Individual Retirement Accounts (IRA) come in two types, Roth and Traditional, and there are several basic differences between them.
The biggest difference between these two types of IRAs deals with how the distributions are taxed. Traditional IRAs allow the IRA holder to take a current tax year deduction for the amount which they contributed to the IRA up to an annual limit. When the IRA holder takes a distribution out of the IRA during retirement, however, each dollar of the distribution is taxed as income in the year it is withdrawn. Thus any investment earnings in the traditional IRA are taxed deferred until withdrawn. Earnings in a Roth IRA, however, are tax free when withdrawn, but do not provide a current tax year deduction.
For those covered by an employer sponsored retirement plan traditional IRAs have income limits pertaining to the amount that the account holder may deduct on their taxes; however, anyone can make a nondeductible contribution regardless of income. Conversely, you may only contribute to a Roth IRA if your income is below a certain amount.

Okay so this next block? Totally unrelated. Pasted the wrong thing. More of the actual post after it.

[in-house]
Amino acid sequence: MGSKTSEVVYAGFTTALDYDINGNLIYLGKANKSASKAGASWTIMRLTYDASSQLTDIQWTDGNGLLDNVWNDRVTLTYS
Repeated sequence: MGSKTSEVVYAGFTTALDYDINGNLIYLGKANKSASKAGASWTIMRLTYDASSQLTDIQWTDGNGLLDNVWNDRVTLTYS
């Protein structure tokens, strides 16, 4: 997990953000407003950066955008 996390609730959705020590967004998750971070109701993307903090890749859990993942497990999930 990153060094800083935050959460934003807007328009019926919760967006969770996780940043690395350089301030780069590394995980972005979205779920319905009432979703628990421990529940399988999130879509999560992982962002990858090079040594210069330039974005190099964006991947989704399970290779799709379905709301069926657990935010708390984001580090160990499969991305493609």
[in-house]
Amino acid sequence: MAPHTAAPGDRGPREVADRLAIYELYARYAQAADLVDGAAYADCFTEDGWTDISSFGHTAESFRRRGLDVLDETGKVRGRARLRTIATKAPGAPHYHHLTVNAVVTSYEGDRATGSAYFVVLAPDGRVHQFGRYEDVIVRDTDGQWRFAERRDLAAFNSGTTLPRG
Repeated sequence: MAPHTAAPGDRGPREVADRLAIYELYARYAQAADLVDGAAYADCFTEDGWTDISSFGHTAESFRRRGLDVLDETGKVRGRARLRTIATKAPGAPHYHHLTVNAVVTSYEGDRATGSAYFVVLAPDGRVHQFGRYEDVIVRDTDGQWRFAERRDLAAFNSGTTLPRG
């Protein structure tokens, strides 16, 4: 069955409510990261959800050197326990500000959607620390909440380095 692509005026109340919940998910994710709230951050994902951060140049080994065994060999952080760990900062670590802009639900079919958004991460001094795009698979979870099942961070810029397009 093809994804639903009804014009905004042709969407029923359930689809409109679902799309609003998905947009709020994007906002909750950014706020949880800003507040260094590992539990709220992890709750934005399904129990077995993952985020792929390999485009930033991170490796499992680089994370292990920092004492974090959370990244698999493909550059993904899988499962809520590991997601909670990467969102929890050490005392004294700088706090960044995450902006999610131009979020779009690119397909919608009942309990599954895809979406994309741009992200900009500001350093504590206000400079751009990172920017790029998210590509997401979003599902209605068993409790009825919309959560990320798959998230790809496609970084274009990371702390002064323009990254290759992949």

Another difference is that Roth IRAs do not require a Required Minimum Distributions (RMD) from the account when the account holder reaches age 70 ½ where traditional IRAs do.
Finally, with a traditional IRA there is a 10% penalty on withdrawals prior to attaining age 59 ½ unless an exception applies. For Roth IRAs this penalty only applies to the earnings withdrawn and not the contribution amount.
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